We recently exhibited at Pulse London, a gifts trade show attended by industry buyers and interested members of the public. As this was our first ever trade show we were completely clueless about the process and couldn’t find much information online.
That’s the main motivation behind this article – we wanted to share what we learnt in the hope it helps someone else going through the same thing. To keep things manageable, we have split our experience into three posts: before, during and after the show.
These are our main lessons from setting up for Pulse.
1. It’s expensive (but worth it)
This might seem obvious to most people but attending a trade show is expensive. The cost does vary depending on the size of your stand – we paid £2,500 for ours (it measured 4.5m x 1m) and I would guess that the minimum cost of a smaller stand would be around £1,000. That’s for a completely bare stand. Add in all the extras that you will need (see below) and you could easily double your cost.
So why bother with all the effort and money? Because it is the place that buyers come to discover brands and place orders. You can spend days/weeks/months emailing buyers but a lot of them only attend trade shows. They want to see your products and talk to you to get a proper feel of what you are offering. It also makes your brand look legitimate – buyers are looking for brands that they can build long-term relationships with.
2. Get your printed materials sorted well in advance
Other than products, there are a whole lot of things that you will need to sort out in advance of the show. First are your printed materials that you will be handing out or using. Ideally these will be professionally designed because they are what potential buyers will be reviewing when they are making buying decisions back at their office.
We had the following:
- Lookbook (Printed by Awesome Merchandise)
- Price list (Printed by us on glossy paper)
- Order forms (Printed by us on standard printer paper)
- Business cards (Printed by Moo)
- Discount cards (Printed by Moo)
- Branded pens (Printed by Pens Unlimited)
You want to have at least a few hundred of everything. Running out of something will make you look very unprofessional in font of potential buyers.
3. Make sure you have all the tools you need
When you start building your stand you will be stressed, that’s natural. Make sure you are as prepared as possible because the last thing you need is unnecessary drama. If you are painting your stand yourself bring extra brushes, rollers, extension handles and a step ladder. We were lucky that there were lots floating about but you don’t want to rely on luck.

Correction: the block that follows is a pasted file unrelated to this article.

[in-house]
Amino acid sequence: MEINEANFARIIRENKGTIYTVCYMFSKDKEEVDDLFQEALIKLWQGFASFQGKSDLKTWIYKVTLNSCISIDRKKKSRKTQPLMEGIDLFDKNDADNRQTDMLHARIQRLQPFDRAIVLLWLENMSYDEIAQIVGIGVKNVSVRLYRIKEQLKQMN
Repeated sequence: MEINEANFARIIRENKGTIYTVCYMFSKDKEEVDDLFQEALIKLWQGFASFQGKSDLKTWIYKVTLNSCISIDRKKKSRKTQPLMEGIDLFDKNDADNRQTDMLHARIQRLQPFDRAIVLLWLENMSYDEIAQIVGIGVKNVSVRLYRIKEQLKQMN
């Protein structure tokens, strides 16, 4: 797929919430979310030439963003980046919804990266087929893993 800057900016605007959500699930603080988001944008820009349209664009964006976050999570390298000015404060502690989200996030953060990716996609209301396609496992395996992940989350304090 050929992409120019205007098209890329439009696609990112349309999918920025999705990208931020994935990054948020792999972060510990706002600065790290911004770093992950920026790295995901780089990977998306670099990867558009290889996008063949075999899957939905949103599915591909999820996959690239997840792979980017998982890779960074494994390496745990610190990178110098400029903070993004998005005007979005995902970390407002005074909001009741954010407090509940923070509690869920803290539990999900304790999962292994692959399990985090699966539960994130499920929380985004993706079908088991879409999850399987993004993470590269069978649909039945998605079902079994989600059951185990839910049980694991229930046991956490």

Some other tools that were essential for setting up our stand were:
- Spirit level
- Picture hooks
- Electric drill
- 3M strips
- Masking tape
- Measuring tape
- Sharp pencil
- Pencil sharpener
We did a practice setup of our stand at home which helped us figure out everything we would need on the day.
4. Pick your signage carefully
Putting up our signage took so much more time than it should have because we had so much trouble making it stick. We painted our stand on the first day and left it to dry overnight. The paint had a matt coating so perhaps that was it. Unfortunately, it is still a mystery.
As you can see in the picture, we had a lot of vinyl (the dividing wall was also covered in a vinyl quote and social media handles). It was a painstaking process which involved applying a lot of pressure to every millimetre of vinyl. The logo was especially tough as it had so many thin lines that required extra attention.
Even when it was finally all up, we had to go around and use superglue to ensure it would stay up. We came in each morning expecting it all to be on the floor but luckily it never was. The silver lining was that our neighbours got a lot of entertainment out of our efforts to keep our vinyl up.
Other stands seemed to have no trouble with their vinyl but we will not be using it again and are looking at other options for future shows.
5. You will need lights
This is almost essential, especially if most of your product is being displayed on the wall. We weren’t sure about it before the show, but as soon as we saw our stand and realised that the outer panel would cast a shadow on our products, we realised we needed lighting. Luckily there were electricians on-site and we were able to get three spotlights installed. It wasn’t cheap (about £150) but it was worth it.
We were finally set up at 7pm on the second (and final) day allowed for stand builds. Stay tuned for what we learnt during and after the show. If you are reading this because you are about to attend a trade show and have some questions, please do not hesitate to contact us at firstname.lastname@example.org – we would love to help.